This question addresses whether explosion venting is a viable option. For example, if the dust or vapor is toxic, it may not safely release to the atmosphere. Another consideration is whether the fireball can be directed to a safe space, as fireballs can be eight times the volume of the vessel (or more). Flame ejections can sometimes exceed 50’, with the thermal effects going even further. The location of the dust collector is very important in establishing whether standard explosion venting will be best for the company implementing the system, or other explosion protection solutions should be considered.

Question #3 – What is the Duct Size?

Duct size can indicate whether you use an active or passive system.

[Figure 2]

Passive isolation has limitations with larger duct sizes while chemical isolation can accommodate a wider range of sizes. Other considerations include:

  • Flap valve isolation devices may require horizontal ducting at the device location while chemical isolation is suitable for both horizontal or vertical duct orientation.
  • There are restrictions on allowable dust loading for passive devices. No such restrictions exist for active isolation.
  • There are airflow velocity restrictions on passive devices. With active devices, this velocity can affect the active isolation barrier’s allowable distances from the vessel.
  • With passive devices, there can be a greater risk of material buildup.
  • Initial and Ongoing Costs: Passive systems typically have a lower installation cost unless it involves a retrofit, in which case the cost can be higher. However, once installed, ongoing maintenance is usually lower for passive systems.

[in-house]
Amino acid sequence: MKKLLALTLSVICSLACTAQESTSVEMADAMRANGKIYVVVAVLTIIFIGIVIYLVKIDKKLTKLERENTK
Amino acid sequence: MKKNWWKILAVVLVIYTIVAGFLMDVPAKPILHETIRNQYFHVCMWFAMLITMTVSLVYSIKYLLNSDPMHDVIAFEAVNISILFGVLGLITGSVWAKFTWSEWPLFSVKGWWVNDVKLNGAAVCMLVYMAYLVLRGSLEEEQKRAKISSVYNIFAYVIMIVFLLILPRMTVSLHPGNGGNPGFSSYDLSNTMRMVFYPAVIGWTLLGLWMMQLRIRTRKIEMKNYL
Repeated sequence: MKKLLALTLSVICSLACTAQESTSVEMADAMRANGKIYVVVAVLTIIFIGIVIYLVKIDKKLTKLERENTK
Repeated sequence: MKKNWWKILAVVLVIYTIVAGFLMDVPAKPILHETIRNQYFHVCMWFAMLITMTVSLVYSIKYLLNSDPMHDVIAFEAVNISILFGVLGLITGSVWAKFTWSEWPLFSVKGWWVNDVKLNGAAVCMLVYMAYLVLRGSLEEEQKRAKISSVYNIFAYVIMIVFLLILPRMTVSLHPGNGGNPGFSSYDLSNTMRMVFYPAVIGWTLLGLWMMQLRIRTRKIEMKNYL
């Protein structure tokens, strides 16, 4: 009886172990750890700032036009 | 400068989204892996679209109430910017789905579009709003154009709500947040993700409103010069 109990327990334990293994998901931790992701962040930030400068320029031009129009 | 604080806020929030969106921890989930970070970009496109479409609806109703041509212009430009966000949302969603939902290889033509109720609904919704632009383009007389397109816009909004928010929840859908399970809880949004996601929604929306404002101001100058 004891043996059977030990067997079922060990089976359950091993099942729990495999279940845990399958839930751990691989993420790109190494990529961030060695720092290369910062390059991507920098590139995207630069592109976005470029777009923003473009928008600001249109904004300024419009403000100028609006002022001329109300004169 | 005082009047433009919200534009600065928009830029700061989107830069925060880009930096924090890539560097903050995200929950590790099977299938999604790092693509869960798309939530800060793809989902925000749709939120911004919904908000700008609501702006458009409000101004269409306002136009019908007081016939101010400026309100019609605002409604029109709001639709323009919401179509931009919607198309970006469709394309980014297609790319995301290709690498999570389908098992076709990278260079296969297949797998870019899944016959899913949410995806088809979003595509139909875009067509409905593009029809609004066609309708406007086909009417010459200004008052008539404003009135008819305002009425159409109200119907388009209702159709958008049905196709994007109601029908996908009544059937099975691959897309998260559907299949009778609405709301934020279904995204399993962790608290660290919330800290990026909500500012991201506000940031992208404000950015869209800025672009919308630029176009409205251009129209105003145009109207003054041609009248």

• Vessel Strength: This factor will affect reduced pressure required after venting or suppression (PRED). With small volume vessels with a high Kst, it can be difficult to keep PRED low with active suppression.

Question #4 – Where Does the Clean Air Go?

While it’s rare for flame to propagate via the clean air exhaust, if it does, results can be catastrophic. Passive protection options are more limited in this regard.

[Figure 3]

If the clean air exhausts outside the building, NFPA does not require additional protection. If it exhausts inside the building, additional protection is necessary. While passive options are limited, dry chemical isolation can be easily retrofitted for complex geometry ducting.

Additional Considerations

While Kst, dust collector location, duct size, and clean air exhausting are key criteria when determining the best explosion protection solution, there are other considerations. They include:


Manufacturing and processing industries face a number of challenges when it comes to dust control. In facilities that create combustible dust, specifying the most appropriate, NFPA-compliant explosion protection solution for your dust collector can reduce the risk of injury to employees and damage to equipment and the facility.

The time required to identify the correct option is minimal when compared to the outcome, which is a safer workplace.